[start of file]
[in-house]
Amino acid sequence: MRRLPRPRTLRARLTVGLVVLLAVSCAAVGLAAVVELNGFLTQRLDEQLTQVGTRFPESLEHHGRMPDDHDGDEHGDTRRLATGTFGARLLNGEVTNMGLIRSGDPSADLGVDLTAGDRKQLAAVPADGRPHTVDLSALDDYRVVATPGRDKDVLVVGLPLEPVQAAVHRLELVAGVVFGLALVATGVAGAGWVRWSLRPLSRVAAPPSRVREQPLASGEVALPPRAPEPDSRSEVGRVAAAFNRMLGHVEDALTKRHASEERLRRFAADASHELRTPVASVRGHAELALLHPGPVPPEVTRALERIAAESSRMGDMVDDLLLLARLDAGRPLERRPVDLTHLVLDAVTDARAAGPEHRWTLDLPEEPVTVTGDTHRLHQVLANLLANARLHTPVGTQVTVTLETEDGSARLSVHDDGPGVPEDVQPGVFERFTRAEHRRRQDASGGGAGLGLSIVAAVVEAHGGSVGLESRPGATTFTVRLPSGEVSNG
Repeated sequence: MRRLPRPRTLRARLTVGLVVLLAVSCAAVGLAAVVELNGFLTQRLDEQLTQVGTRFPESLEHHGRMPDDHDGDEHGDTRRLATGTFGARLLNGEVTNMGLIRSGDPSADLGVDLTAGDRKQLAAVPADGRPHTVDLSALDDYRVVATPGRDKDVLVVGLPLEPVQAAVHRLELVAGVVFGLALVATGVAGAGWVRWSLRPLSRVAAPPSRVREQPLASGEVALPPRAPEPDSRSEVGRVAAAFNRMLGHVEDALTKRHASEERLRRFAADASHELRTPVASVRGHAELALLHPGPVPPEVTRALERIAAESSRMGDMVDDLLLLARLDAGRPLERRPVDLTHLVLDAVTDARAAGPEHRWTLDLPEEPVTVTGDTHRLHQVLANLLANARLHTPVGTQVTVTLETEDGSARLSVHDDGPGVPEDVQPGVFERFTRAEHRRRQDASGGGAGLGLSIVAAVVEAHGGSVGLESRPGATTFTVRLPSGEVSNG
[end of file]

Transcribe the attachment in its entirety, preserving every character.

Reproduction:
[in-house]
Amino acid sequence: MRRLPRPRTLRARLTVGLVVLLAVSCAAVGLAAVVELNGFLTQRLDEQLTQVGTRFPESLEHHGRMPDDHDGDEHGDTRRLATGTFGARLLNGEVTNMGLIRSGDPSADLGVDLTAGDRKQLAAVPADGRPHTVDLSALDDYRVVATPGRDKDVLVVGLPLEPVQAAVHRLELVAGVVFGLALVATGVAGAGWVRWSLRPLSRVAAPPSRVREQPLASGEVALPPRAPEPDSRSEVGRVAAAFNRMLGHVEDALTKRHASEERLRRFAADASHELRTPVASVRGHAELALLHPGPVPPEVTRALERIAAESSRMGDMVDDLLLLARLDAGRPLERRPVDLTHLVLDAVTDARAAGPEHRWTLDLPEEPVTVTGDTHRLHQVLANLLANARLHTPVGTQVTVTLETEDGSARLSVHDDGPGVPEDVQPGVFERFTRAEHRRRQDASGGGAGLGLSIVAAVVEAHGGSVGLESRPGATTFTVRLPSGEVSNG
Repeated sequence: MRRLPRPRTLRARLTVGLVVLLAVSCAAVGLAAVVELNGFLTQRLDEQLTQVGTRFPESLEHHGRMPDDHDGDEHGDTRRLATGTFGARLLNGEVTNMGLIRSGDPSADLGVDLTAGDRKQLAAVPADGRPHTVDLSALDDYRVVATPGRDKDVLVVGLPLEPVQAAVHRLELVAGVVFGLALVATGVAGAGWVRWSLRPLSRVAAPPSRVREQPLASGEVALPPRAPEPDSRSEVGRVAAAFNRMLGHVEDALTKRHASEERLRRFAADASHELRTPVASVRGHAELALLHPGPVPPEVTRALERIAAESSRMGDMVDDLLLLARLDAGRPLERRPVDLTHLVLDAVTDARAAGPEHRWTLDLPEEPVTVTGDTHRLHQVLANLLANARLHTPVGTQVTVTLETEDGSARLSVHDDGPGVPEDVQPGVFERFTRAEHRRRQDASGGGAGLGLSIVAAVVEAHGGSVGLESRPGATTFTVRLPSGEVSNG